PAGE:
And -- if there is anything worse than naked bike riders it is global warming or maybe that should be the other way around. In 70 cities around the world, bicyclists took to the streets with little more than a helmet on to protest excessive use of gasoline-powered vehicles.

CHETRY: They claim journeys don't stop, but that's exactly what "The Sopranos" series finale did take a listen.

That was it. I still have goose bumps I don't know why. The non-ending fade to black that has many, many fans seeing red. AMERICAN MORNING'S Lola Ogunnaike is here to wade through some of the reviews for us. Good to see you.


CHETRY: We asked AMERICAN MORNING viewers what they thought and there were some who said that it was pretty brilliant because it kept you on your toes until the very last end and it would have been too easy for Tony to be killed or for Carmella to be killed. But the vast majority of people feel that they left a little bit unsatisfied.

OGUNNAIKE: Exactly. The vast majority of people are unhappy with the way that it ended, too many loose endings in their mind. And they don't like the way that the people are -- people realized look, what's going to happen to Tony really? He is sitting there in the diner with his family. You've got this sketchy guy at the bar. He walks into the bathroom, reminiscent of "The Godfather." Is he going to come out with a gun or not? People don't know.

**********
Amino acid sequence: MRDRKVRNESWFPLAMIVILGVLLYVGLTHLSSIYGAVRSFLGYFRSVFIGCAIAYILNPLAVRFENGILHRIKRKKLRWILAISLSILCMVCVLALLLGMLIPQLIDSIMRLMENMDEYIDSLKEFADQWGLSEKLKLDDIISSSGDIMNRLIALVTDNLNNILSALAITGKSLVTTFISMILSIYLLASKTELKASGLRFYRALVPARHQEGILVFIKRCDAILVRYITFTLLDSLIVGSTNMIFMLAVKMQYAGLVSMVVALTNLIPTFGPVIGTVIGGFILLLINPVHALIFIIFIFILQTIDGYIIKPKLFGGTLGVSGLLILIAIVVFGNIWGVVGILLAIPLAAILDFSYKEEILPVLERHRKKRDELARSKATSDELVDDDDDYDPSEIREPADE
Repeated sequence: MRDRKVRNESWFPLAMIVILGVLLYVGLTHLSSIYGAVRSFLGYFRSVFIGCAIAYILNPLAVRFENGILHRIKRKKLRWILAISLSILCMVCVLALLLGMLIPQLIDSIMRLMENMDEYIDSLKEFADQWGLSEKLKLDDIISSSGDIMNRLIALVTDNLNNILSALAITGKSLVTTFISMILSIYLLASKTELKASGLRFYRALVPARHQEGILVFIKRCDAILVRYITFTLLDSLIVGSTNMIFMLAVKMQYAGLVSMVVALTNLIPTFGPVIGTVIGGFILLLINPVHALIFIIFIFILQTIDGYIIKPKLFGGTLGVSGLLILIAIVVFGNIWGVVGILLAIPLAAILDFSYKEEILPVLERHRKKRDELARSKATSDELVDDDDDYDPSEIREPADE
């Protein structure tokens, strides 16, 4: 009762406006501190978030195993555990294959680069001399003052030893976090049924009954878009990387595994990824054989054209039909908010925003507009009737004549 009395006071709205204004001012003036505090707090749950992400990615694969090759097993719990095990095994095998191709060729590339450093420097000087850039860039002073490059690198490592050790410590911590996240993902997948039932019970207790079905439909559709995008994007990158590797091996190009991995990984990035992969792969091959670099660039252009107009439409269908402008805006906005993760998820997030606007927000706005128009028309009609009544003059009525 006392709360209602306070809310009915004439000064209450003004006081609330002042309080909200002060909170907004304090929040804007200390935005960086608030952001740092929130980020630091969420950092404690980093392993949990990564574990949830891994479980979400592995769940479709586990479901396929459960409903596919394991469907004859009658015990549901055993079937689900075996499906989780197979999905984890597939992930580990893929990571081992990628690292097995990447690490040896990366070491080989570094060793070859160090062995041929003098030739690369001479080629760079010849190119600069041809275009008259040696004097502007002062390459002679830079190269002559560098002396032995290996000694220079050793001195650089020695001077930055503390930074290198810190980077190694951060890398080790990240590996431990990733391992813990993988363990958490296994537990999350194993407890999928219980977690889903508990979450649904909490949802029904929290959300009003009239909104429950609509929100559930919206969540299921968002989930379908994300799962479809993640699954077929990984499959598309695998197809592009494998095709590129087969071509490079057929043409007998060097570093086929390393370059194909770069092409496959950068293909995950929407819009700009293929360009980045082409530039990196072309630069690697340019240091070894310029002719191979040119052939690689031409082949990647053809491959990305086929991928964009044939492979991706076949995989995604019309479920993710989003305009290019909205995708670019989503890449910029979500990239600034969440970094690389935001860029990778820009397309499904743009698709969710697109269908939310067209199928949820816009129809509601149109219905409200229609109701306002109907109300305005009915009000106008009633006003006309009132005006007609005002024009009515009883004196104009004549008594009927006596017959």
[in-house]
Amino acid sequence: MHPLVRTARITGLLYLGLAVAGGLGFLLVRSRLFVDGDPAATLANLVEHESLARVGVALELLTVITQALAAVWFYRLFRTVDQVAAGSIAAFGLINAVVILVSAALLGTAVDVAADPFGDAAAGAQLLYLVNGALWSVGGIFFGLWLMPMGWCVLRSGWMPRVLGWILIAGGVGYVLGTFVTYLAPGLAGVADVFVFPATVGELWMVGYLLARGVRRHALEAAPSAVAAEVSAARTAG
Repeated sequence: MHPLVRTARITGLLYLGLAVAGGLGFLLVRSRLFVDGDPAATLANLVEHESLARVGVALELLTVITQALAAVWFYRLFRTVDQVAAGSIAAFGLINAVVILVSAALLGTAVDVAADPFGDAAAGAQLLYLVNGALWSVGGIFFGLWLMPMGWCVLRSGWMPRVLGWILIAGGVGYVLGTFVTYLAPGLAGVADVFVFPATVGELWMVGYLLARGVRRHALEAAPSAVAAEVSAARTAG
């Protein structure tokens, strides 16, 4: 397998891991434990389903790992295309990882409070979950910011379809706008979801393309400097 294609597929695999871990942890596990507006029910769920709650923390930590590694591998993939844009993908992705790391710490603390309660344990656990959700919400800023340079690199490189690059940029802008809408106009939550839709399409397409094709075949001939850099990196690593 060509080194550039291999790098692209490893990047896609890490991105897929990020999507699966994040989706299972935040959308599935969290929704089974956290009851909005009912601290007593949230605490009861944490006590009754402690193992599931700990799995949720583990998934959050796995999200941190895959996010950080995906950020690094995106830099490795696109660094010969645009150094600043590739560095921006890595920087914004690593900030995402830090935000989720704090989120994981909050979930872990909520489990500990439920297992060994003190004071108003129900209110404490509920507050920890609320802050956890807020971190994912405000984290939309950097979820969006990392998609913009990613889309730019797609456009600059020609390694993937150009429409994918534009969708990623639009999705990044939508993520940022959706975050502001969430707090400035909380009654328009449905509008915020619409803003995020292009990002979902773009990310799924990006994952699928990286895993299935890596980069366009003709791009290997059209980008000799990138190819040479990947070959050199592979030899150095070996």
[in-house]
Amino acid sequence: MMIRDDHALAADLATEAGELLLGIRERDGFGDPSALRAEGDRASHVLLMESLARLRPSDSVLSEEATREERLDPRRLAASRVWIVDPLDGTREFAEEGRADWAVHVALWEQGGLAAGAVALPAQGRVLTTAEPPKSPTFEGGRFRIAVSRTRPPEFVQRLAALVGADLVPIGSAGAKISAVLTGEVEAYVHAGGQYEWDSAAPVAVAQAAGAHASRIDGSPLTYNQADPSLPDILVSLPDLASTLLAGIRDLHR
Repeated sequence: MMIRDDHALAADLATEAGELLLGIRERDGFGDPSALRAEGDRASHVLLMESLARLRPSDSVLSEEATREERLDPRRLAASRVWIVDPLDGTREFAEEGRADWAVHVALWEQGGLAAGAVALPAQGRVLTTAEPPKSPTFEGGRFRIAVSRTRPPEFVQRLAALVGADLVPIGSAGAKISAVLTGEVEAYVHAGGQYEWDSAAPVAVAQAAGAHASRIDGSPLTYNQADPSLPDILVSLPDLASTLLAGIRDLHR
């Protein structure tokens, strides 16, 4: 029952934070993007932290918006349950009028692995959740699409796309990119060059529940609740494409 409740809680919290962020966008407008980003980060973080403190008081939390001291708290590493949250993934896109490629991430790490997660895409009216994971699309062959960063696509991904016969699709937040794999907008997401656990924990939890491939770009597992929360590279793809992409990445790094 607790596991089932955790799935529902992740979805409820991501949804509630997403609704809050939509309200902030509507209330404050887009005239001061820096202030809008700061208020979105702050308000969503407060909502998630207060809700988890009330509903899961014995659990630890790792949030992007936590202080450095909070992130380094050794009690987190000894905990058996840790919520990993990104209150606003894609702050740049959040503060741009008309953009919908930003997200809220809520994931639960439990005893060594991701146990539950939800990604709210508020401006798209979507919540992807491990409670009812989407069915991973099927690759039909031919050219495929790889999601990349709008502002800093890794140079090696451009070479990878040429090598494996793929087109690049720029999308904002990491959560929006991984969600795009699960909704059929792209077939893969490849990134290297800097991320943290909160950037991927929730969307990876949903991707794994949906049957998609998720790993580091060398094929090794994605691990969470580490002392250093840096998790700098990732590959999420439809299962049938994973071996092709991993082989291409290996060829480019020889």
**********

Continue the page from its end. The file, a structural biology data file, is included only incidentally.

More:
CHETRY: You see Meadow running across the street quickly too so that could throw you.

OGUNNAIKE: Exactly. Your heart was beating fast the entire time. Mine was.

CHETRY: It is -- they did -- you never know because David Chase was so unpredictable with his script writing, you did really never know what would happen.

OGUNNAIKE: Exactly. David Chase actually shot three endings. Some people are saying he chose the wrong one but he did shoot three different endings. A lot of the fans crashed HBO's site actually saying that they were very upset about this. So there is a lot of interest. People are talking about it on the blogs. People are e- mailing one another about this, phone calls ringing off the hook.